For the first time in my composting career I've produced a rich, dark pile of beautifully crumbly compost teeming with worms.
On the face of it, this shouldn't have happened. It's in a loose hippo sack in a shady corner on top of a concrete patio – no sunlight, no warmth, no soil underneath. The only reason I put it there was because it's close to the kitchen and relatively out of view.
So how did it work out so well?
Tracing back through the history of this heap might provide some clues. The first thing I did was put down a layer of fine brush cuttings from the garden, to keep the pile free draining and avoid an anaerobic slime forming at the base where it's in contact with the concrete.
Next, my aim was to create sufficient material to spread over an area of approximately 8 square metres of garden which is currently covered in plastic sheeting and gravel: a dead soil in a dead space. Ideally I was aiming to get a layer of compost at least 100mm deep – so that's nearly a cubic metre of the stuff. Living in a small household that's quite a target to generate out of kitchen waste in one year, so I made it my mission to garner as much green waste from any source possible: surplus growth from my garden, weeds from the back alleys (making sure they hadn't been sprayed with herbicide recently), donations of grass cuttings from friends, wood shavings, the ends of compost and manure bags, kitchen waste from my workplace, everything and anything biodegradeable.
As a result, the ambitious size of the heap helped the decomposition process by allowing heat to build up within the pile – in fact once it had all but filled the hippo sack I'd often find it steaming away on even cool mornings when I went to add the latest caddy of kitchen stuff. The other aspect of that is the sheer variety of material that went in maximised the chances of the right kind of micro-organisms being present to set the whole thing off.
Another major contribution came I think from covering the heap with a bit of geotextile fabric which was lying about in the shed. This is permeable, allowing the pile to breath whilst keeping much of the heat in. I also drenched the pile with kitchen waste water every now and then, re-covering with the sheet to keep this moisture in.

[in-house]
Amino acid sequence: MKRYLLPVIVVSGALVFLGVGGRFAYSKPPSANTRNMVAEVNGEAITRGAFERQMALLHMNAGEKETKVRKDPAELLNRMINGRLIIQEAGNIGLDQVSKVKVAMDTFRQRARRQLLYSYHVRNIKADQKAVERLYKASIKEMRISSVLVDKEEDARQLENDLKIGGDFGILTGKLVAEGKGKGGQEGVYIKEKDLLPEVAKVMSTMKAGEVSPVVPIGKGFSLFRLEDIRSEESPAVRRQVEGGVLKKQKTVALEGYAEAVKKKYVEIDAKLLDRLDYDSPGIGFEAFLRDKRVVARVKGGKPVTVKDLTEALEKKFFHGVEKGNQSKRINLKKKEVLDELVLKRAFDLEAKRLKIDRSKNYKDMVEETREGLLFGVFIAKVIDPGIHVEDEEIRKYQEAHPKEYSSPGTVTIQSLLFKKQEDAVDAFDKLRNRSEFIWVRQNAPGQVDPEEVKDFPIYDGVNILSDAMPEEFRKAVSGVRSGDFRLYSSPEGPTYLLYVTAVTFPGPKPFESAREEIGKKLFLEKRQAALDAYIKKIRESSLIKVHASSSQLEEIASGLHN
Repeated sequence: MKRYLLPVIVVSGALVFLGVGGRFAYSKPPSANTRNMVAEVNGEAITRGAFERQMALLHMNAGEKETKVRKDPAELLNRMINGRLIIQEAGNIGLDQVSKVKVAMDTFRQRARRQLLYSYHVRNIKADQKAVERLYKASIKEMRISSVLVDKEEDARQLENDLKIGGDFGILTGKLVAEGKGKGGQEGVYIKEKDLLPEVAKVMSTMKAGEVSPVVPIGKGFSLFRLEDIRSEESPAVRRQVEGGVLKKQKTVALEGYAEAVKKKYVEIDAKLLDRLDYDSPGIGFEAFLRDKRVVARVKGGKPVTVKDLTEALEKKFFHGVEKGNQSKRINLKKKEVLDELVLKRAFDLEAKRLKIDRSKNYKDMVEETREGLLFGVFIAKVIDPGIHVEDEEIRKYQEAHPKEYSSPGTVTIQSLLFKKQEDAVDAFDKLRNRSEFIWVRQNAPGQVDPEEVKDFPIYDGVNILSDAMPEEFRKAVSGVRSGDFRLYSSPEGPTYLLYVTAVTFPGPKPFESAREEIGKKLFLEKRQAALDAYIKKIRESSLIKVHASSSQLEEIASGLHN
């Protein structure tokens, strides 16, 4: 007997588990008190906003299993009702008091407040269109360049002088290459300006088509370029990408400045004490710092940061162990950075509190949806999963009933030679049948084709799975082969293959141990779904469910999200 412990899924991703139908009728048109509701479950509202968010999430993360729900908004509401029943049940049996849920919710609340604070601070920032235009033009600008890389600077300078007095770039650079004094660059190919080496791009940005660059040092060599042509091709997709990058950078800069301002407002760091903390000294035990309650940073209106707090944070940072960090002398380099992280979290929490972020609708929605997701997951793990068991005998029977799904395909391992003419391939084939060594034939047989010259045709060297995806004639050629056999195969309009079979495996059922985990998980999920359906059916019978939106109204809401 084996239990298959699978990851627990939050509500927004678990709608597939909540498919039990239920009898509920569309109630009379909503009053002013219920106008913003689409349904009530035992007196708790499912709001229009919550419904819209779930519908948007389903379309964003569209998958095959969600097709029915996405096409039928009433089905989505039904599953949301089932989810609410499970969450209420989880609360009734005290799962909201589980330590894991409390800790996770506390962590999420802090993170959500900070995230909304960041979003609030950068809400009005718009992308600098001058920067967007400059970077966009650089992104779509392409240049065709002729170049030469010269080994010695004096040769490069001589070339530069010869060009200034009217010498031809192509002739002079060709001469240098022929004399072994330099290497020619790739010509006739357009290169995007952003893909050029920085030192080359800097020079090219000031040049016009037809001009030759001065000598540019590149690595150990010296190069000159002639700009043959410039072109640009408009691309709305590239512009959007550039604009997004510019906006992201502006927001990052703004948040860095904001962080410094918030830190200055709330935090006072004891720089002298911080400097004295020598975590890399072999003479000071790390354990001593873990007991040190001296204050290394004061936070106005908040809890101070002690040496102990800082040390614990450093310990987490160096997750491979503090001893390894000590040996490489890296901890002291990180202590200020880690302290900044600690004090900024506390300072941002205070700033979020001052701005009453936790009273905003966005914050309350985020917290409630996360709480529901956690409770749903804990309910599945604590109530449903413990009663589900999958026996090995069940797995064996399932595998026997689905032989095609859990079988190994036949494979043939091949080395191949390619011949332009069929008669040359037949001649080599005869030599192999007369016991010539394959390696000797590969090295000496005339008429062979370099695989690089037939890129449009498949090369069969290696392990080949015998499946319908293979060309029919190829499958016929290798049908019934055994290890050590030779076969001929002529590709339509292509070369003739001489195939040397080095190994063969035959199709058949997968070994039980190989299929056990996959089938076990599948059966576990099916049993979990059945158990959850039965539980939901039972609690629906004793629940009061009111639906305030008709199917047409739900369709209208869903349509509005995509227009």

At one point I transferred a fruiting body from a fungus found in a nearby grow bag into the compost, hoping rather unscientifically that the spores would find a suitable home in my home-made pile. I don't know if this worked, but I some time later a very active fungus made an impressive appearance in the form of a beautiful toadstool on the top of the heap. It was then that I knew we were heading for success, but I never dreamed that the result would be as opulent as the fabulous earthy mulch I turned over last weekend. I can almost hear the carrot seeds booking their square inch of compost...
One word of warning – on one occasion (and, happily, only one) I disturbed a rat scouting the pile for titbits. Really, it's better to securely sequester food waste in some form of container which can be protected from rats, (though burying 12" deep under the soil is another way to put food waste into your nutrient cycle directly).
Bagging the compost up to transfer to my raised beds last weekend, I found the final proof of the pudding: dozens of seeds germinating – discarded beans, mainly – but among them, a couple of quite exciting chancers: an avocado stone, and what looks like a nectarine, both sending hopeful feelers into the unknown. Happy to help, I pot these into a couple of empty yeast pots, and look forward to watching a couple of new recruits settle in to my indoor jungle.
The lesson for me is that variety really is the spice of the life of a compost heap; in other words, the more opportunities you leave to nature the more chances she'll have to work her magic.
This article first appeared on Simon's website, www.sjw-landscape.org. Simon Watkins is a landscape architect with a special interest in sustainable edible landscapes and is currently studying for the Diploma in Applied Permaculture.